I’m not much of a betting person, or at least I didn’t think I was. But yesterday, as my broker and I were sitting down drinking meeting over benefit renewal data, we got to talking about the impending IVF. I was discussing the relative expense to success ratio, and he goes on to equate it to Roulette.  Not only a game of chance, but one with terrible odds. Thanks. A LOT!

I’ve been inside a casino twice. Once near Morgan City, Louisiana, to get to this restaurant that was embedded within; and another time, in Lake Tahoe, NV because the snow was too wet to ski on and going to a casino seemed like the right thing to do. That day, I learned how to play Craps and Blackjack. Craps was easy, until people started playing at the same table. Then it was all very fast and felt like when you accidentally hit the forward button three times on the DVR instead of just once and suddenly you’re watching the credits roll when in fact you really wanted to relish in the drama of Ryan finally saying “Sanjaya, you’re going home.”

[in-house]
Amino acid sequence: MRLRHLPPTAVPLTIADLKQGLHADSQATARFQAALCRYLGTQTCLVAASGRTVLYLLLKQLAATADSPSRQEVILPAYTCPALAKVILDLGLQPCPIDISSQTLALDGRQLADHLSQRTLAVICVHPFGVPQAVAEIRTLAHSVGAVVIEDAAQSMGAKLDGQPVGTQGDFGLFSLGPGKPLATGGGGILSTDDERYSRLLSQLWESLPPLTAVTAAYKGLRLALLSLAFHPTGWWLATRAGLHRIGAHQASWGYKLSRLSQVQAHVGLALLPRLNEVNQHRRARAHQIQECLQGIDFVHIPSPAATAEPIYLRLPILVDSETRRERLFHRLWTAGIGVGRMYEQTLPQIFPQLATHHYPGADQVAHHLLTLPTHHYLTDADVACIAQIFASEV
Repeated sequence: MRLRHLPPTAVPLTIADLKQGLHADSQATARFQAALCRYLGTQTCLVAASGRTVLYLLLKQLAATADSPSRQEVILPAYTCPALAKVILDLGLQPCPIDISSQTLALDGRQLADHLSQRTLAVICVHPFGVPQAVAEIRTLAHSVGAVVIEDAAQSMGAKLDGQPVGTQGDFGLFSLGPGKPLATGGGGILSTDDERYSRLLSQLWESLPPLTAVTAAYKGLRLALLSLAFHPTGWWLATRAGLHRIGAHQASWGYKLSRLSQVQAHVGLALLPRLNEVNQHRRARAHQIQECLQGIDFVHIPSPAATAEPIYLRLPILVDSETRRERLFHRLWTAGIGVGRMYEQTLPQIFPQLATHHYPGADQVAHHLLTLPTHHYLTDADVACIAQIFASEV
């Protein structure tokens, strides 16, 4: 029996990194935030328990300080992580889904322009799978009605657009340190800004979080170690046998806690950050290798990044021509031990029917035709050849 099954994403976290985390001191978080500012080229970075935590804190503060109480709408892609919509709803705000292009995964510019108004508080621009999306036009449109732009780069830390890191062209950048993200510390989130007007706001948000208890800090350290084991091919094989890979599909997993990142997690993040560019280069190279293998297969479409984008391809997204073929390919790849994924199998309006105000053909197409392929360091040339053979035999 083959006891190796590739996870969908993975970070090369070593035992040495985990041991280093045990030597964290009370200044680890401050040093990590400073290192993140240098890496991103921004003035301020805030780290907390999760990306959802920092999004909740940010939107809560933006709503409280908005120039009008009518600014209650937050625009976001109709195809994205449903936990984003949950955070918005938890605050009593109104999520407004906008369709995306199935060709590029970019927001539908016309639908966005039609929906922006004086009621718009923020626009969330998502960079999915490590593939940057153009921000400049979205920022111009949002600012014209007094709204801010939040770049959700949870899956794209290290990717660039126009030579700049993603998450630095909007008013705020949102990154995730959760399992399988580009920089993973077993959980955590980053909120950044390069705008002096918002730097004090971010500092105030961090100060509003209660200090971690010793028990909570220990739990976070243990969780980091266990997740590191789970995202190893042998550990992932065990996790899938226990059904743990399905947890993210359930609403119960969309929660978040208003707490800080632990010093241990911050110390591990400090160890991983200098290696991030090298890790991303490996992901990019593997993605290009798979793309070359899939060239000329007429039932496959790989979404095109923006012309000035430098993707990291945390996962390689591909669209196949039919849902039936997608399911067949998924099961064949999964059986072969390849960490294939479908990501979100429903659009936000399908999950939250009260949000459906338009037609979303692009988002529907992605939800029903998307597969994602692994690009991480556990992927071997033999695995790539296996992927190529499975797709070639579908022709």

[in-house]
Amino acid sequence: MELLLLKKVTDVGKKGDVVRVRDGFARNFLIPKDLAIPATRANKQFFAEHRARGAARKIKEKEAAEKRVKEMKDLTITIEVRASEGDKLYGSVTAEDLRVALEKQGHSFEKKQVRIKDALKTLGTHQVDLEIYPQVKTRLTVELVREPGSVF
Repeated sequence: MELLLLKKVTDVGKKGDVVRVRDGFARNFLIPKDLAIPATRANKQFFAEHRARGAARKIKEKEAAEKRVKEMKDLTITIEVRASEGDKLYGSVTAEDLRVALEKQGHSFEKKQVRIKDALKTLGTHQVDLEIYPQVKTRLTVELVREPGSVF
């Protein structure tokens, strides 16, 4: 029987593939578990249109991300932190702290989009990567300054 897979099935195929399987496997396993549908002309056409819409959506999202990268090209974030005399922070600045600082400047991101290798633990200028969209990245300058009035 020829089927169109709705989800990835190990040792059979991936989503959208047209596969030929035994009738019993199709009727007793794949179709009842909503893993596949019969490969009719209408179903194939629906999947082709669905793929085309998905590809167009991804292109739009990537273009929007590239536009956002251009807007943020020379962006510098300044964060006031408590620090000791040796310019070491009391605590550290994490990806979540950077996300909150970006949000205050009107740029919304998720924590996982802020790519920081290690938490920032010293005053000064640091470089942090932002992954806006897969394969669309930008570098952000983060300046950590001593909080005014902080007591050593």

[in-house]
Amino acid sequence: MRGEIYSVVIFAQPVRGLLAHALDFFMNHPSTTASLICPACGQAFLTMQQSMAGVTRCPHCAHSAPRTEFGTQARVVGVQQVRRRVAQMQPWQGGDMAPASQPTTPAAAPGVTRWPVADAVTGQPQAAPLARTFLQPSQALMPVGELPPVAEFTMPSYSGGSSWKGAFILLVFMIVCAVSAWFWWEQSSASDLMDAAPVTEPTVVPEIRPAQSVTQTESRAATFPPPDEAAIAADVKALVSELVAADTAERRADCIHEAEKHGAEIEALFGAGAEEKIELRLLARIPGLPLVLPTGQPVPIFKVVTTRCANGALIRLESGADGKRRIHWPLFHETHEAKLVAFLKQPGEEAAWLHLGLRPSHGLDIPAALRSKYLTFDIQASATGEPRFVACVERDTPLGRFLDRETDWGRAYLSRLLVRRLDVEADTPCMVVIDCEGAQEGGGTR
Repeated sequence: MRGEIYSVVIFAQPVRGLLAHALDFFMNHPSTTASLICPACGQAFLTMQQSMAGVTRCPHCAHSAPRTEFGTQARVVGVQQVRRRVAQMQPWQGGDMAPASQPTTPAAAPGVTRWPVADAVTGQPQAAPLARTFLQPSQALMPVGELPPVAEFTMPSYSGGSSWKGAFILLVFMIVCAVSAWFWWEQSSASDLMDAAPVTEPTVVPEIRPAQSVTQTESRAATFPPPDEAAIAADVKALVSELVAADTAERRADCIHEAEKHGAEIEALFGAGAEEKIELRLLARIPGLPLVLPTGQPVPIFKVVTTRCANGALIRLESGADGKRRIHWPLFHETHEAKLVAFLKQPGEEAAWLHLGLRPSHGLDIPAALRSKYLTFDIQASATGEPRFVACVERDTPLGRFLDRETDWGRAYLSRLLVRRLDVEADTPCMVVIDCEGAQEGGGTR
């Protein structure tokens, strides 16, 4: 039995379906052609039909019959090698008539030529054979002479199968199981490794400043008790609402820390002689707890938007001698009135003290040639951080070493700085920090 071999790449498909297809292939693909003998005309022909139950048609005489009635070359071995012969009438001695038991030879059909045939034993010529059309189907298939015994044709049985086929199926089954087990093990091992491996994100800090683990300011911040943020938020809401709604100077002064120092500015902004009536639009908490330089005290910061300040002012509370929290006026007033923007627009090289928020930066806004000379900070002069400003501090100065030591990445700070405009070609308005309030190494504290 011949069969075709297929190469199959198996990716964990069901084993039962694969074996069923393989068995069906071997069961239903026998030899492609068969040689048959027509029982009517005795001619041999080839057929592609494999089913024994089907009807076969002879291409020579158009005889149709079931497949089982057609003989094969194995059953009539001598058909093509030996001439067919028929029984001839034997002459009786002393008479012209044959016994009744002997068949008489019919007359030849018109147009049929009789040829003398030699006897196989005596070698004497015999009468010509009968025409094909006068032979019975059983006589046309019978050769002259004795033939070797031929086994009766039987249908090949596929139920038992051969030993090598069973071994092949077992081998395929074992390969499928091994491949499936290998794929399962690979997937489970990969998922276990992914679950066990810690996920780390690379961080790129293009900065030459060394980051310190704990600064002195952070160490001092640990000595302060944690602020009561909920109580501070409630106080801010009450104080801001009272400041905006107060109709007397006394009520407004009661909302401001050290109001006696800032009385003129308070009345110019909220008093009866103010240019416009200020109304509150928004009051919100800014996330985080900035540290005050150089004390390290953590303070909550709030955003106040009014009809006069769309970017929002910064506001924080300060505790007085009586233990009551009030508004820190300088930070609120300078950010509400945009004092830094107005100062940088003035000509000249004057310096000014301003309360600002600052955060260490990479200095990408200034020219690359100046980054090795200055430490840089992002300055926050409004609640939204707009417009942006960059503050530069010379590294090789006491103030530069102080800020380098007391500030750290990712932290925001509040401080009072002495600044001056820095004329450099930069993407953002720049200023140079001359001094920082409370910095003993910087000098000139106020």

Blackjack was easier. Except for the losing part.  At some point I was up $200, but my heart was racing so fast I could hear thunder in my ears and steam was coming out of my eyes and I had to get out of the game. I’m just averse to that kind of anxiety. 

So it comes as a surprise to me that this whole IVF thing is so much like gambling.  Not that I didn’t think it was a gamble before, I had just thought in terms of statistics like Percentage of Transfers Resulting In Live Births (53.4%), and Percentage of Pregnancies With Twins (40.3%).  “Gambling” makes it seem so dirty and scary.  And without the benefit of great room rates or a Cirque Del Soleil show nearby. 

I read up on Roulette and learned that the object is to guess where the roulette ball, spinning on the roulette wheel with 36 slots, will land. Um…Okaaaaaayyye.  There are several inside bets that you can make. You can bet a number straight up or straddle the line between numbers to select a combination of numbers. You can also place outside bets, any of the bets made in the boxes surrounding the numbers. Each bet carries different odds.

So here we go. We’ll be sitting at a high-limit table (those of you who know the costs of IVF know EXACTLY what I’m talking about), on ONE SPIN of the wheel. On the Inside, we’re placing a Split Bet, straddling 1 and 2.  On the Outside, we’re going even money on Red.  The house edge is 50%.  But for the prospect of being parents, we’ll take our chances.

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